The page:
There will be bear markets about twice every 10 years and recessions about twice every 10 or 12 years but nobody has been able to predict them reliably. So the best thing to do is to buy when shares are thoroughly depressed and that means when other people are selling. – John Templeton
After experiencing its longest losing streak since 1923, the Dow Jones Industrial Average finally posted a positive week with a gain of 6.2% while the S&P 500 Index and the Nasdaq Composite Index snapped their seven-week losing streaks with gains of 6.6% and 6.8%, respectively. The strong showing by the major stock averages was attributed to perceived dovish minutes from the Federal Open Market Committee (FOMC), moderating inflation data and retail earnings that were mostly better than expected. While the Fed minutes acknowledged that there would be half-point rate increases in June and July, it left open the possibility of smaller rate hikes or even no rate hikes after that depending on the economic data. Fed officials were hopeful that they could bring down the inflation rate but said that the war in Ukraine and the Covid lockdowns in China would hamper their efforts. Nevertheless, the Fed was adamant about its intention to reduce inflation, including its plan to wind down its $9 trillion balance sheet consisting of Treasury securities and mortgage-backed securities. Investors also received some good news from the Fed’s preferred measure of inflation, the personal consumption expenditures (PCE) index. Although the April core PCE index, which excludes food and energy prices, rose 4.9% from a year ago, it was less than in the previous two months, suggesting that inflation may have peaked and is headed lower. The week wasn’t without volatility, though, as social media company Snap badly missed earnings and revenue targets on Tuesday and brought the technology-heavy Nasdaq Composite Index down with it as investors feared there would be a slowdown in digital advertising. However, earnings from retailers such as Macy’s, Dick’s Sporting Goods, Nordstrom, Dollar Tree and Dollar General were stronger than expected and the stock market rallied to end the week as the Dow rose for a sixth straight session, it longest winning streak since last year.
The second estimate of first quarter GDP was revised to a decrease of 1.5% from 1.4% and April durable goods orders rose modestly and were less than expected as the supply chain crisis worsened and weighed on business sentiment. Sales of new homes plunged in April to the slowest rate since the start of the Covid pandemic and were well below expectations as consumers are being hit by rising interest rates and high inflation, making it difficult for them to afford today’s higher home prices. Weekly jobless claims fell 8,000 to 210,000, compared to the forecast of 215,000, as the labor market remains tight amid strong demand for workers despite rising interest rates and tightening financial conditions.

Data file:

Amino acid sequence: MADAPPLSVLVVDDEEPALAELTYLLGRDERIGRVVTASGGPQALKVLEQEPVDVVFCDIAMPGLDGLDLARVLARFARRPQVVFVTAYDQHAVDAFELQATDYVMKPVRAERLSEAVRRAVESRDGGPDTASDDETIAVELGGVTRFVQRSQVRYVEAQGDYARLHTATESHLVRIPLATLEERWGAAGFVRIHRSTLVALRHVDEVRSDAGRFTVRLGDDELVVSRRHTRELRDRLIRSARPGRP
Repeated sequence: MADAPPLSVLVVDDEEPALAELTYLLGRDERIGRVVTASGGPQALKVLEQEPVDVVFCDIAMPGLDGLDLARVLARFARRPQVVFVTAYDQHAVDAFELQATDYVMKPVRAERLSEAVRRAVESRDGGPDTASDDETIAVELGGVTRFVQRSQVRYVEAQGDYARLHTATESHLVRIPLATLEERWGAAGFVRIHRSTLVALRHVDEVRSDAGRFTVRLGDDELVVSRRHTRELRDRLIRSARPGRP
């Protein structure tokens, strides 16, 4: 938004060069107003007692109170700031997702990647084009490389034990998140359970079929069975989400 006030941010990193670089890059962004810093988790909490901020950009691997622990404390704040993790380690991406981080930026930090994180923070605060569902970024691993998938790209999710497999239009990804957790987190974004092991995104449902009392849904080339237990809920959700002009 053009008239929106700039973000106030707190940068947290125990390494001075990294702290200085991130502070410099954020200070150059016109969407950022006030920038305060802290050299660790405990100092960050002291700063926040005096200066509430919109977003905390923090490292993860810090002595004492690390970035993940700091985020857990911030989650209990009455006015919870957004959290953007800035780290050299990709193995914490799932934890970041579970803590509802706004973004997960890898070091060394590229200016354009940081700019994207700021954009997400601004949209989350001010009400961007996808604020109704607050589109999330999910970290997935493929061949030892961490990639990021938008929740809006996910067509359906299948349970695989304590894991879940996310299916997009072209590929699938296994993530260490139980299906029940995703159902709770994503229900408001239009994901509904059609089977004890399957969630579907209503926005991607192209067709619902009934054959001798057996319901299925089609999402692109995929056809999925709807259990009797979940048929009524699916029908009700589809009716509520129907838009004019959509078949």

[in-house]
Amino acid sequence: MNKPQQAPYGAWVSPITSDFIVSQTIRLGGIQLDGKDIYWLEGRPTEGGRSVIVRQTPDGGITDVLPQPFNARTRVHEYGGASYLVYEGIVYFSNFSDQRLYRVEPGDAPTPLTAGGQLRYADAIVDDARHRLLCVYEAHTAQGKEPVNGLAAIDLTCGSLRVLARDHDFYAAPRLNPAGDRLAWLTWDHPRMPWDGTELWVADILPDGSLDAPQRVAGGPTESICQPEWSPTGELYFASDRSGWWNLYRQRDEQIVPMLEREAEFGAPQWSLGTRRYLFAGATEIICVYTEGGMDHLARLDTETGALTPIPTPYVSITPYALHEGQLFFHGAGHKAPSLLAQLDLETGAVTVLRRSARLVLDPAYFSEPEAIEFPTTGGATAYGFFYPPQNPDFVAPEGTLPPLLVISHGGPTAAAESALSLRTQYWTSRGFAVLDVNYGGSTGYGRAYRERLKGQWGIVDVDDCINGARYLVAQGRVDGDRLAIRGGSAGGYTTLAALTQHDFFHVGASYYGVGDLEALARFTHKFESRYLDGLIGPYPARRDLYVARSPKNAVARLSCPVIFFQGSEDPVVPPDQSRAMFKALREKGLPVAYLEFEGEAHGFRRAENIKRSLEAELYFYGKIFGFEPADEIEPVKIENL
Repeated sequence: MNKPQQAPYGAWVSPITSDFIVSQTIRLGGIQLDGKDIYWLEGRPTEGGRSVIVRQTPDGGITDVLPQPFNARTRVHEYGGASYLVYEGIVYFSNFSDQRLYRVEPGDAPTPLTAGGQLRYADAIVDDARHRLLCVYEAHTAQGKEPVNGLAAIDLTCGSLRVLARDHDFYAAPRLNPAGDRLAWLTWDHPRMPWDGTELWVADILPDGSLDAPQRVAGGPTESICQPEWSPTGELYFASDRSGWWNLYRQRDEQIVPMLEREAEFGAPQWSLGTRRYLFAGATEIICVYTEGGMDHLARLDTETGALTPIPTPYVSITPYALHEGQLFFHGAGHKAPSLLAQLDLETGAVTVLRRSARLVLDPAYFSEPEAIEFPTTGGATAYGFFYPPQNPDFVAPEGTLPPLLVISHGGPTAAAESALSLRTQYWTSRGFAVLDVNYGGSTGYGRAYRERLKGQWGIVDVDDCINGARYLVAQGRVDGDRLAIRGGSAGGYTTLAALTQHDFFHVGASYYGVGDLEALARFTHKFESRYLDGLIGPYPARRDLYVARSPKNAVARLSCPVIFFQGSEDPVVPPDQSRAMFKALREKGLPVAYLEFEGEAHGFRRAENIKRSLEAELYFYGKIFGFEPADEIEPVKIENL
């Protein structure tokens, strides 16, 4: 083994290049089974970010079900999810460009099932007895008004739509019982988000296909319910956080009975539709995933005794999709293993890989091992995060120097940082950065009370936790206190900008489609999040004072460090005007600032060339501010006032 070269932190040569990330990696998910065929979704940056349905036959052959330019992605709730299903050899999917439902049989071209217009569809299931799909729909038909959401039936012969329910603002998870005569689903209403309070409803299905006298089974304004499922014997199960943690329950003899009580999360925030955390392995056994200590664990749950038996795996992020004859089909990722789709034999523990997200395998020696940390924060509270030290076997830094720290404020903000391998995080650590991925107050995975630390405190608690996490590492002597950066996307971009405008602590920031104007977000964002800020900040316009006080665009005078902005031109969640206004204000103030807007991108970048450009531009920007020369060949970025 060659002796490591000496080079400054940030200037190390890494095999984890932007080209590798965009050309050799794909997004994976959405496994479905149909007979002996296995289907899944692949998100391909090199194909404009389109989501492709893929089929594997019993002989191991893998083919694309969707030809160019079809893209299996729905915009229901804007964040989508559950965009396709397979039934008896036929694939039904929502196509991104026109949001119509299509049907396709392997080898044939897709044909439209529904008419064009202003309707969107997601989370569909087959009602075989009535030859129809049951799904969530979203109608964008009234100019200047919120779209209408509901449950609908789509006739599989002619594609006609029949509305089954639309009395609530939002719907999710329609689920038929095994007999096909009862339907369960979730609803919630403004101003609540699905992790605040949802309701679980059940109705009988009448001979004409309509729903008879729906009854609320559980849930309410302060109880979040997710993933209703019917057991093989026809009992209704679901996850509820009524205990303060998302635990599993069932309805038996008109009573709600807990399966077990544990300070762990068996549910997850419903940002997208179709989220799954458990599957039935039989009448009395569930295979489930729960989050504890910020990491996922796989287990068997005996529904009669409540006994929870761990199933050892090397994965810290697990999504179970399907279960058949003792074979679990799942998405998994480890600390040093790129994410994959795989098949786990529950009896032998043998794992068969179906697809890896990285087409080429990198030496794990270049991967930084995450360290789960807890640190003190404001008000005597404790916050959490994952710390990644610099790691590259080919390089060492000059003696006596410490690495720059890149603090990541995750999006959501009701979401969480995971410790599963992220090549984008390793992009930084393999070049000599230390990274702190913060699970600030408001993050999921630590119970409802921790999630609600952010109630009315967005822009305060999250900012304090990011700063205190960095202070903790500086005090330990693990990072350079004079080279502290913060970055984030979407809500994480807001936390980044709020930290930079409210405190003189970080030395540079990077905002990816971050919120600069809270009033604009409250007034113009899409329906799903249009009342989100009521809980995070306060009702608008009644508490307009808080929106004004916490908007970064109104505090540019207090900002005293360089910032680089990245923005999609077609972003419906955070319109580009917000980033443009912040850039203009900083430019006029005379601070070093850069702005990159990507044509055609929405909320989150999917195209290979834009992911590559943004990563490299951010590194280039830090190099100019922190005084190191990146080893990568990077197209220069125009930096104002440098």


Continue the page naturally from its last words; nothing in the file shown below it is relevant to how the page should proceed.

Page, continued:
For the week, the Dow Jones Industrial Average climbed 6.2% to close at 33,212 while the S&P 500 Index jumped 6.6% to close at 4,158. The Nasdaq Composite Index surged 6.8% to close at 12,131.
The employment report for May is expected to show that about 315,000 new jobs were created and that the unemployment rate edged lower to 3.5% from 3.6%. Both the ISM Manufacturing and Services Purchasing Managers’ Indexes (PMI) for May are expected to approximate those in April and indicate continued healthy expansion. The consumer confidence index for May is forecast to drop to its lowest level since February 2021, but the decline has not affected retail spending, which remains strong.
Among the most notable companies scheduled to report their quarterly earnings this week are HP Inc., Hewlett Packard Enterprises, Broadcom, Ciena, Crowdstrike, Gamestop, Hormel Foods and Lululemon Athletica.
After snapping a losing streak that reached eight consecutive weeks, the Dow Jones Industrial Average will be looking to build on that momentum this week. With the first quarter earnings season winding down, investors will likely focus on the May employment report due to be released on Friday. While the jobs number is forecast to be less than in April, it still should exceed 300,000 with the possibility that prior month’s data could also be revised higher. The stock market received a boost last week from the Federal Reserve minutes as they showed that Fed officials were not any more hawkish than anticipated. The odds that the federal funds rate will hit 3.00% by year-end dropped substantially as investors bet that the Fed will be less aggressive in its monetary policy tightening. The personal consumption expenditures (PCE) index in April was also slightly lower, indicating that inflation was not getting worse. The good news was reflected in bond yields, too. The yield on the 10-year Treasury declined to 2.74% while the 2-year Treasury yield fell to 2.47%. (Bond prices and yields move in opposite directions). This drop in bond yields certainly benefitted technology stocks and other growth stocks as the Nasdaq Composite Index surged nearly 7% last week after being mired in a bear market. Markets had become extremely oversold as the sell-off in stocks approached its sixth month and a relief rally was long overdue. Whether or not stocks have put in a bottom is anybody’s guess as the market could revisit its lows in the weeks ahead. Risks such as the Russia-Ukraine war, supply chain disruptions, effects of lockdowns in China and Federal Reserve interest rate hikes to combat high inflation have not gone away and could be with us for a while. Investors hate uncertainty and right now there seems to be no answer as to what effect this high inflation will have on the economy.